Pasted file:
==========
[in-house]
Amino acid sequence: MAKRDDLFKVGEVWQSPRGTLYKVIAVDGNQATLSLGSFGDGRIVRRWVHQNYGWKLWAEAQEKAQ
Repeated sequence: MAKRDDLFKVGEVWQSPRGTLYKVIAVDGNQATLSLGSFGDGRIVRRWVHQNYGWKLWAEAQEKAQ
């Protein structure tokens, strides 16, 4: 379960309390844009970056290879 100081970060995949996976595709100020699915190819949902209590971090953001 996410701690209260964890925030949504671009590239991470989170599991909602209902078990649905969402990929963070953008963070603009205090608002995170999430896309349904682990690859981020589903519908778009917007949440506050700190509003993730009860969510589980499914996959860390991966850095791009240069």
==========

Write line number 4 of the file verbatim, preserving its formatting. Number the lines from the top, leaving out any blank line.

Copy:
């Protein structure tokens, strides 16, 4: 379960309390844009970056290879 100081970060995949996976595709100020699915190819949902209590971090953001 996410701690209260964890925030949504671009590239991470989170599991909602209902078990649905969402990929963070953008963070603009205090608002995170999430896309349904682990690859981020589903519908778009917007949440506050700190509003993730009860969510589980499914996959860390991966850095791009240069």